Shining some light on a dark situation
I was close to finishing the latest book I was reading — “The Giver of Stars” by Jojo Moyes.
It’s set in Depression-era Kentucky where a band of women travel Appalachia on horseback to deliver books, and it’s based on the Pack Horse Library initiative, which was implemented by the Works Progress Administration.
It’s one of those books with engaging characters and twist-and-turn events — a book you want to finish because you can’t wait to find out how everything turns out and what happens to all the people in it who have become part of your life if only temporarily until the next book.
I was engrossed in the last chapter, sitting not far from Better Half, who was equally engrossed, not in what was in any book but what was on the TV screen since he was watching the Olympics — swimming competitions this particular evening. He was actually multitasking, working a crossword puzzle during commercials.
Suddenly, everything went dark.
Now not that this was our first power outage experience, mind you, but any time the electric goes off for whatever reason, we’re in major disbelief — shocked and surprised that no electric have we in the year 2021.
We sat there in silence — and darkness — but only briefly, because we have a certain Kiaski protocol we follow under such circumstances.
First, we express our displeasure amongst ourselves. A big old we-got-no-power pity party.
We wail and whine, sigh and seethe.
Next comes denial.
Surely, there’s really power somewhere in this house, we try to convince/assure each other. One of us or both of us start flipping switches to no avail. This happens multiple times, as we are unwilling to accept lightless reality.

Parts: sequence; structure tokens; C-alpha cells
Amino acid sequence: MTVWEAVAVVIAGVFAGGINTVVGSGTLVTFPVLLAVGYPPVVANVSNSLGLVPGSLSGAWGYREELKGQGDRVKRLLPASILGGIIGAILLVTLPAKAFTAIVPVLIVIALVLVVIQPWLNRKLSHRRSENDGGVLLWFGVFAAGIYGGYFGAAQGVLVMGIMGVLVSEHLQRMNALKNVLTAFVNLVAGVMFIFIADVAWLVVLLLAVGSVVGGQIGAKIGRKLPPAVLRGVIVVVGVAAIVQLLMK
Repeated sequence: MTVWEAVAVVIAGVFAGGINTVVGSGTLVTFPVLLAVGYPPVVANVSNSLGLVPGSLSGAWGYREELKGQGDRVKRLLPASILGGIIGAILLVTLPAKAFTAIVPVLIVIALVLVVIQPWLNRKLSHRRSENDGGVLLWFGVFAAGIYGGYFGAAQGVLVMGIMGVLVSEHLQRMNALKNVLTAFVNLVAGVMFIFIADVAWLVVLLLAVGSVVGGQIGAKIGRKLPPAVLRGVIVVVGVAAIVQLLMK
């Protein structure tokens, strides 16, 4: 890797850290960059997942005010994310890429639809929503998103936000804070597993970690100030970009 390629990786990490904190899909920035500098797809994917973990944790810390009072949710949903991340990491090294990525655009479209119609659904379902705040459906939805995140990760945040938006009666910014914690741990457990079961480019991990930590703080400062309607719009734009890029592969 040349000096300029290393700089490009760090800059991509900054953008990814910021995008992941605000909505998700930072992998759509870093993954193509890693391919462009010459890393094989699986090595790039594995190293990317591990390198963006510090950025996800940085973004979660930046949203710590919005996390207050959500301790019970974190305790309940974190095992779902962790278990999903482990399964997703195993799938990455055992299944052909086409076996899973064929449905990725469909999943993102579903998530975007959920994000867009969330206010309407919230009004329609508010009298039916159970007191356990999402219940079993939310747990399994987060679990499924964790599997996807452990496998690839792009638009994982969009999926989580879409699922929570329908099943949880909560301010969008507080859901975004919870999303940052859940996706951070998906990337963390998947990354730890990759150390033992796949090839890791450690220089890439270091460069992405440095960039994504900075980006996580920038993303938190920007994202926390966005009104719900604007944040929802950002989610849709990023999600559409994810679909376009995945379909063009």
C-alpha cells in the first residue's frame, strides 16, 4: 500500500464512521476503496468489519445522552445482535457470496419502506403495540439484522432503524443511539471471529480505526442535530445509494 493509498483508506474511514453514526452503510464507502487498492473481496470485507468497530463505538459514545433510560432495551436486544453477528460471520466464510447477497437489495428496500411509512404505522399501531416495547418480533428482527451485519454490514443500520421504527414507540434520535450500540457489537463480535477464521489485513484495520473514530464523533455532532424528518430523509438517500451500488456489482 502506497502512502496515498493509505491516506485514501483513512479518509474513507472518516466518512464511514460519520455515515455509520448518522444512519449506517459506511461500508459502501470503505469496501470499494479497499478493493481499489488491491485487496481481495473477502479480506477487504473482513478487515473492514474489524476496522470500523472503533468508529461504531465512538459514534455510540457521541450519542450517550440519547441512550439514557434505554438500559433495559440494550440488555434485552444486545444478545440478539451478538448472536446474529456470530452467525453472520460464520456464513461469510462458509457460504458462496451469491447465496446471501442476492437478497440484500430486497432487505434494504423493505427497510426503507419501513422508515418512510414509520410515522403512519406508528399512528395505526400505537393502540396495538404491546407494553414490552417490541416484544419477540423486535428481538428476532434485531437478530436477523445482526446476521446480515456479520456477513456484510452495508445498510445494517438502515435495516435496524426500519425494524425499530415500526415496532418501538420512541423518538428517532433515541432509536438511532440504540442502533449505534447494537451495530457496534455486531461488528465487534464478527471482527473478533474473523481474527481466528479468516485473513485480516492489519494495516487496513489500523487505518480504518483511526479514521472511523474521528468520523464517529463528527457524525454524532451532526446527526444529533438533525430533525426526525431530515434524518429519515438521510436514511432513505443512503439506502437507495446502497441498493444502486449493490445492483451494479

The TV remote on-off switch gets a try once or twice or more.
Repeat the wail and whine, sigh and seethe part.
All this precedes what comes next — establishing if other people are as powerless as you. Can you be the only household suffering such inconvenience in modern-day society? Can we be the only ones trapped in this darkness?
“Check out Aunt Betty’s,” Better Half suggested, a directive that involves looking out a side window to see what’s happening next door and up the street.
“It’s everywhere,” I announced, feeling a little better that our misery is shared and electrical issues not limited to what Better Half semi-affectionately refers to as “the museum.”
I wonder why it is that humans desperately want to do things that require illumination — read, watch TV, do crossword puzzles — when they don’t have it?
I think it’s called missing what you have when you don’t have it.
Everything has an upside, though.
We managed to make our way without injury to the places in the house where we stash flashlights and candles.
The flashlights had batteries, and they actually worked.Imagine that.
The power came back on before very much time had passed. It just seemed like half an eternity.
And I finished the book — giving “The Giver of Stars” many stars.
It really “brightened” the evening.